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A system for automatically assessing personal appearance

IP.com Disclosure Number: IPCOM000238903D
Publication Date: 2014-Sep-24
Document File: 4 page(s) / 87K

Publishing Venue

The IP.com Prior Art Database

Abstract

Wearable computing is becoming increasingly ubiquitous and technology is now sufficiently advanced to assist in providing a quantitative assessment of the impact of a user's personal appearance. This article outlines a system for performing this type of assessment by using a wearable camera to detect the gaze direction of other people observing the user and calculating dynamic heat maps. Analyses of these heat maps can provide quantitative measures of the impact of appearance changes or alert the user to potentially embarrassing appearance issues.

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A system for automatically assessing personal appearance

Disclosed is a system to assist in providing a quantitative assessment of the impact of a user's personal appearance by using a wearable camera to detect the gaze direction of other people observing the user and calculating dynamic heat maps. Analyses of these heat maps can provide quantitative measures of the impact of appearance changes or alert the user to potentially embarrassing appearance issues.

    Some people and organisations place a particular emphasis on their personal appearance for example airlines often impose strict appearance requirements on flight attendants and many celebrities trade on their image and style. These people face two problems: i) their style reputation is easily tarnished by, for example, an appearance mishap and ii) assessing the impact of their style is difficult to quantify in order to make improvements and thus for example increase their celebrity or desirability as a spokesperson.

    These problems can also apply in a less business impacting way to most people, for example if they didn't know that they had dropped food on clothing or had a wardrobe malfunction of some kind.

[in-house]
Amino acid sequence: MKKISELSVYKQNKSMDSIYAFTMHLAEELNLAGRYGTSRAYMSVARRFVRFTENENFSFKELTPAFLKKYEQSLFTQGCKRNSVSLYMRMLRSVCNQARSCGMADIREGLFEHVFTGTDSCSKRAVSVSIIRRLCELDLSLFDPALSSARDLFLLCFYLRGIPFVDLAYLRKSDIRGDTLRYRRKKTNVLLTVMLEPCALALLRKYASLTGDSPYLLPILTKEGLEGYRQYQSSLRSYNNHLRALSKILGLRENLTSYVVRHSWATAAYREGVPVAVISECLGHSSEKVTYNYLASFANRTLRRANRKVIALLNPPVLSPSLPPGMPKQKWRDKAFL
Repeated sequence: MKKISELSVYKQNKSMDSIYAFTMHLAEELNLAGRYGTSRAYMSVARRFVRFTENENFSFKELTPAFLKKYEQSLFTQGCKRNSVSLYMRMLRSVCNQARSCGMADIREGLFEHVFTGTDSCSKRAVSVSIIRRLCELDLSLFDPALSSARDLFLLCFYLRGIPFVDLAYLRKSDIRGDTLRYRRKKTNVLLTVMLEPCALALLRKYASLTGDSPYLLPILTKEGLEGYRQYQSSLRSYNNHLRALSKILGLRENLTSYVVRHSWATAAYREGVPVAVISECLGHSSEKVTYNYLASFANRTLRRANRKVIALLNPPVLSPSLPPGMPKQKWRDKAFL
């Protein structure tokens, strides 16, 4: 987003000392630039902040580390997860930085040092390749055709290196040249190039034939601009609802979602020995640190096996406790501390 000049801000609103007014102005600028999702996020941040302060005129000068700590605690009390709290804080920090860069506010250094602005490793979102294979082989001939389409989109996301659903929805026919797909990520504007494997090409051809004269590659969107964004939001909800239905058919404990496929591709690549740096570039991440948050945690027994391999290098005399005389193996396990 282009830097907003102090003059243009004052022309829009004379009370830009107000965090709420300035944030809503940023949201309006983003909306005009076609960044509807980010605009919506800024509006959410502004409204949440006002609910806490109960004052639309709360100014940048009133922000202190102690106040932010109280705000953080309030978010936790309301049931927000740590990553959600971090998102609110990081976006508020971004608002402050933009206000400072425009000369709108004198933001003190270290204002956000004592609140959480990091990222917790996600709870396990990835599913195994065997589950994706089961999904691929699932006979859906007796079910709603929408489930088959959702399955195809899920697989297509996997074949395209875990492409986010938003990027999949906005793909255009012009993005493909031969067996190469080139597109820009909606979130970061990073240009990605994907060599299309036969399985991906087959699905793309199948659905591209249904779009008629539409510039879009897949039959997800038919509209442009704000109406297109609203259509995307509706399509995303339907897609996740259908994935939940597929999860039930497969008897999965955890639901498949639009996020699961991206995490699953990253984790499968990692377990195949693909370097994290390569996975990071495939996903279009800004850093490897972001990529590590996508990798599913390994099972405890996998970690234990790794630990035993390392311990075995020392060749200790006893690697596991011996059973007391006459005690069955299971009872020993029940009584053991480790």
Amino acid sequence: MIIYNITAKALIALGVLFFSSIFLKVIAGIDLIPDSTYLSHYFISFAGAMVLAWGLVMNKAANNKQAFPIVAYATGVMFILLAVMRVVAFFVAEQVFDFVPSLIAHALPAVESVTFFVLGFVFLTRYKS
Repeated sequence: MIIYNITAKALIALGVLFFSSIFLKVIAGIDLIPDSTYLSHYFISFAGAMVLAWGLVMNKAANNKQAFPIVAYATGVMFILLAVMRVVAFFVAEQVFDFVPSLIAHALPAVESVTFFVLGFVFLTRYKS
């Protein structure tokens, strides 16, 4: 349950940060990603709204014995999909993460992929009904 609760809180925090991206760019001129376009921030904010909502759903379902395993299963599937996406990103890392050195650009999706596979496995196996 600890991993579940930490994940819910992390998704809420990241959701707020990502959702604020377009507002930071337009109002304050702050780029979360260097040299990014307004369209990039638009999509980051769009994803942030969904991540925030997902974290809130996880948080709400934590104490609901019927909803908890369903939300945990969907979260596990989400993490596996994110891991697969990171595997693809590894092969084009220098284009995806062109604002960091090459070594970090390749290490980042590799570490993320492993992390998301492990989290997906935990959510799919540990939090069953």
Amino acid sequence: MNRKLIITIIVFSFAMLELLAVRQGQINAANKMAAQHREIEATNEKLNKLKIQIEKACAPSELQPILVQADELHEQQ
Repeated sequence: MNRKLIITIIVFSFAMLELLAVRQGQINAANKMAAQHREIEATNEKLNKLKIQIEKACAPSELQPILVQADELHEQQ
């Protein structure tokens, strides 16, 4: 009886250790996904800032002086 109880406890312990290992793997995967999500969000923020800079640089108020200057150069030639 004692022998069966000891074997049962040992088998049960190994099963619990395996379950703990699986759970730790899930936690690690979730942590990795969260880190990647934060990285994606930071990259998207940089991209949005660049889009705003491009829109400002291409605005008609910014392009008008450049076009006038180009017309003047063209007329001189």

Current approaches to assessing current appearance are to frequently look in a mirror or take a picture/selfies to check on appearance oneself. Alternatively asking other people or personal stylists to assess one's appearance. These approaches are effective, but require a conscious and manual action to perform a check, which is easily overlooked or is not the highest priority. Additionally there is no easy way to compare appearance between two dates or times in terms of impact without consulting a panel of style assessors or following media/tabloid comment analysis. That solution also only applies to people who are in the media anyway and not to everyday users.

    The proposed system assists in maintaining and improving personal appearance by tracking the parts of a user's appearance that are drawing the most attention from other people. By using wearable technology, for example a headset device that includes a camera, it is possible to regularly assess the direction where other people who are observing the user are looking. The system extrapolates the gaze direction to the user's body size and shape to build up a heat map of the duration of gazes overlaid on a body image. Over time the system builds up a history of this map and by using deviations from normal observations is able to identify if people are looking more or less at particular places. These deviations are used to provide different kinds of output to the user. An example is a warning of a newly developed hot spot that could indicate a wardrobe malfunction, some sort of clothing stain or that the chosen style is drawing a lot of attention. Another use is to track longer term changes in appearance, for example, indicating that over the last month people have looked at a particular place 20% more so it could quantify...